Tuesday, April 4, 2017

From the Road: Talus-y Goodness and More of the Roan Cliffs, and a Question (at the end)

I was looking back through some photos and realized I had some of the Roan Cliffs from the spring of 2006. These first two photos are taken from an impromptu campsite MOH and I found not far from the Rulison exit on I-70, and they somewhat approximate the views seen in Ron Schott's excellent gigapan of the cliffs. I'd embed the gigapan here, but Blogger seems to have some problem with either the iframe coding or the flash implied within the code (or maybe it's Chrome, and I'm being deluded as to what's possible). In either case, we're looking northwest toward the cliffs in the first photo (above), and northeast toward the cliffs in the second photo (below).
It was a very green spring, according to these photos, so the color balance doesn't match with my fall 2016 photos below, which were taken from near or at the Rulison exit. Also, my Nikon tends towards blue.
The reason I stopped for these particular photos during my semi-mega roadtrip of last fall was the talus. I found the striping caused by alternating zones of vegetated and non-vegetated slope areas to be fascinating in the way that perhaps only a geologist, geomorphologist, or photographer can. So I grabbed a few quick shots focusing largely on the talus slopes. More recently, I decided some approximated geologic contacts were in order.
In this photo (above), the cliff and talus slope below the cliff are formed on the Tertiary Green River Formation (Tg), and the colorful beds near the bottom of the photo consist of the Tertiary Wasatch Formation (Tw). The thin cyan line near the base of the cliff marks (hopefully) the top of the Mahogany ledge as extrapolated from this USGS preliminary geologic map, as deduced from this report (Fig. 9, p. 16)—which points out the top of the ledge in a cliff to the west—and as mapped from Ron's gigapan of the cliffs. A few other reports were helpful for exploring the general geology and reading some background info about the ledge and zone—it's called the Mahogany zone when intercepted in drill holes.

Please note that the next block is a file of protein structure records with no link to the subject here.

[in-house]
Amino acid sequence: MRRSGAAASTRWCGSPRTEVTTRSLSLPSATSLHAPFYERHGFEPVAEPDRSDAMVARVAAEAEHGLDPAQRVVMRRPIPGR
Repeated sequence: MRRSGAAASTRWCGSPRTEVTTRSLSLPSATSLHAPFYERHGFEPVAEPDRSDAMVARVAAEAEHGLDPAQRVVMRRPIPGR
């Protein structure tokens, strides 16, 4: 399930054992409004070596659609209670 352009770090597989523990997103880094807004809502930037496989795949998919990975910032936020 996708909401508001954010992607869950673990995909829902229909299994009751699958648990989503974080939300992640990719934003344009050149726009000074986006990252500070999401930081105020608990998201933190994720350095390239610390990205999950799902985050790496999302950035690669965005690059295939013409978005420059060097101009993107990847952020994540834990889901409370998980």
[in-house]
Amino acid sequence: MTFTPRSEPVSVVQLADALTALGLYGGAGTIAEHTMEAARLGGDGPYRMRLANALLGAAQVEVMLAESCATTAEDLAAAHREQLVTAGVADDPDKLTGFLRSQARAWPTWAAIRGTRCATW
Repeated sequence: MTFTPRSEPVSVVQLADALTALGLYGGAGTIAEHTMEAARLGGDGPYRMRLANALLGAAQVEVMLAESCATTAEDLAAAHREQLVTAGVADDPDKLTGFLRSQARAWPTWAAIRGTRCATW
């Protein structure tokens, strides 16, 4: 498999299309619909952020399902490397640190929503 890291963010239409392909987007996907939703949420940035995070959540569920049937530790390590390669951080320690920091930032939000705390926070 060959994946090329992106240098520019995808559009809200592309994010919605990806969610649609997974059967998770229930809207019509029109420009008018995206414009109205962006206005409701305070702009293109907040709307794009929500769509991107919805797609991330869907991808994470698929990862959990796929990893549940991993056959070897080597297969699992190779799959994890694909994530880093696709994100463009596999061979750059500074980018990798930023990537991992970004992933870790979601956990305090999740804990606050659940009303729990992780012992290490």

In this set of two photos, I've zoomed in on the striped talus section that was on the far right of the previous two photos. The vertical striping of the talus contrasts nicely with the horizontal layering of the Wasatch beds, don't you think? I've labeled the photos below. This time, a tiny bit of the Tertiary Uinta Formation (Tu) is barely visible at the top right. The stratigraphic contact between the Tg and Tw is crudely outlined in faded cyan: It crops out behind the foreground slope where we can't see it.

This set of two photos is not that different from the previous set, but here (below) I've sketched in the Mahogany ledge (as approximately extrapolated), and I've broadly labeled the geologic formations without drawing in the contacts. The circle is where an old mine, the Rulison Oil Shale Mine is shown on the topo map of the area  (USGS TNM 2.0 Viewer link). I can't see it there in the photo—though maybe it's just not apparent—but there is a tiny black area that *might* be an adit just beneath the arrow.
The cliffs in these 2016 photos lie northwest of the Rulison exit and occur between the first two 2006 photos.
In this last set of two photos, we're looking northeast from the Rulison exit, zooming in on cliffs that approximate what we can see in the second of the two 2006 photos. I once again focused in on striped talus, but then I really zoomed in on some switchbacked roads that I thought might be drill roads. It turns out that the switchbacks climb up to some underground workings into the Mahogany ledge, which I've marked approximately with a thin cyan line (below, with thicker lines marking formational contacts; Tu = Uinta Formation; Tg = Green River Formation). The line is taken directly from the previously linked-to preliminary geologic map of the Anvil Points Quadrangle (O'Sullivan, 1986). The map can be viewed directly in Google Earth, an option I always appreciate.

The underground workings here consist of several adits comprising the Anvil Points Oil Shale Mines. The mine was active intermittently from 1925 to 1982 (the last link includes some undated photos), with some clean-up operations running from 2008 to 2013.
How do you spell Talus-y? I see 3 options: talus-y, talusey, and talusy. I went with the first option in the title but prefer the last. Yes, I know it's not a *real* word.